Is Jude Law still famous? I ask because appearing in a film like 2014’s Black Sea is either the sign of a flagging career, or a sign it’s time to find a new agent. Every star eventually ends up doing marginal projects like this. Go ahead and peruse the output of Bruce Willis or Nicolas Cage for a pair of prominent examples. And that’s good for the shitty movie fan. A little talent in a shitty movie can go a long way. Too bad this flick isn’t shitty. It’s just mediocre. Continue reading “Empty Balcony: Black Sea”
90 million bucks. That’s how much it costs to make a shitshow of a movie. A bad film can be made for far less than that, of course, but an unofficial motto of The Expendables films has been ‘go big or go home.’ Those 90 million dollars are about all that’s big about this film, though. Sure, The Expendables 3 looks like a big Hollywood action flick, but pay close attention and one will realize that just about everything in this movie is ersatz — an imitation. Continue reading “Stallone Month: The Expendables 3”
Despite how much I liked The Raid, my review of the film ended up being a little thin. That’s because, while there was much to recommend, the film was overwhelmed by its violence. It took all the hard work that went into the sets, the music, the costumes, even the acting of the leads, and rendered it subservient to the majesty of the violence. As it turns out, that’s because the only thing to survive writer/director Gareth Evans sprawling vision of crime, police corruption, and kickass martial arts, was the violence, owing to a budget that precluded any grand scope. The success of The Raid opened the taps more for the follow-up, and allowed Evans to explore in-depth themes that were forced to remain on the periphery in the first film. Continue reading “Empty Balcony: The Raid 2”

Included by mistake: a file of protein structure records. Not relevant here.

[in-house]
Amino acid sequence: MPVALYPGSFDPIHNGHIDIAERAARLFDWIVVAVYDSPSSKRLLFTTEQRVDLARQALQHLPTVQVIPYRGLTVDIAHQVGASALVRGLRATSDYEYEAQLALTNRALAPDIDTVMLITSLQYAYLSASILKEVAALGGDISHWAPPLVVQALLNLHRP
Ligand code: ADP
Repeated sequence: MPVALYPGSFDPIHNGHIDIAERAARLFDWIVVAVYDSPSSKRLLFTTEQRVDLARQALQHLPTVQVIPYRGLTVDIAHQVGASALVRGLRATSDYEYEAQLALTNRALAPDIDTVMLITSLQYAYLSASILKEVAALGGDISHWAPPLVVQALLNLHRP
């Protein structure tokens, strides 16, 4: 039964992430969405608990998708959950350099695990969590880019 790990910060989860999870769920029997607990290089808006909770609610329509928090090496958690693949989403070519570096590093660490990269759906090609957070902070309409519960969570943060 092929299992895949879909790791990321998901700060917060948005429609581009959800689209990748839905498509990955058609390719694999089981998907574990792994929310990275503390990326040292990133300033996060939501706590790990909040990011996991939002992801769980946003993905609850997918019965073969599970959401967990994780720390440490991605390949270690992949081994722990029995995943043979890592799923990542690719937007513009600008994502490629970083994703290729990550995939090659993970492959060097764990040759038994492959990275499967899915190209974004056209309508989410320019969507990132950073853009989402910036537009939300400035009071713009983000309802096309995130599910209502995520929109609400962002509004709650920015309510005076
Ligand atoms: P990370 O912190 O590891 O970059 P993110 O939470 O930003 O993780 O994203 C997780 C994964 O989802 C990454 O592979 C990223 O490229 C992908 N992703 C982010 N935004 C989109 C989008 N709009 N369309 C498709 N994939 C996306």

Here it is, the first zombie flick of this year’s Horrorshow, and it’s a good one.
Wyrmwood: Road of the Dead is an Australian film from 2014, written by Kiah Roache-Turner and Tristan Roache-Turner, and directed by Kiah. Taking place mostly in the middle of nowhere, Roache-Turner used a tried and true method — isolation — to stay within the bounds of a very small budget. But one of the great things about film in the 21st century is that budgetary constraints mean a whole lot less than they used to. Wyrmwood had a budget, as reported on the internet, of only $160,000. That’s extraordinarily small for a feature film, akin to films such as Clerks and Paranormal Activity.
In rural Australia, something is amiss. After a spectacular late night meteor shower, people begin to turn into flesh-eating zombies. But not everyone, of course, otherwise there would be no movie.
The opening scene stakes this flick’s place in the zombie subgenre of horror. Continue reading “October Horrorshow: Wyrmwood: Road of the Dead”
The Darién Gap is one of the more interesting natural locations on earth. It’s an area of forbidding jungle and swampland straddling the border of Panama and Colombia. The terrain of the gap is so treacherous that its expanse marks the only break in the Pan-American Highway’s 19,000-mile length. It’s a land of native tribes and Marxist guerillas (truly a land outside of time — who still wants to be communist?). The Darién Gap is also the setting of today’s film, Indigenous. Continue reading “October Horrorshow: Indigenous”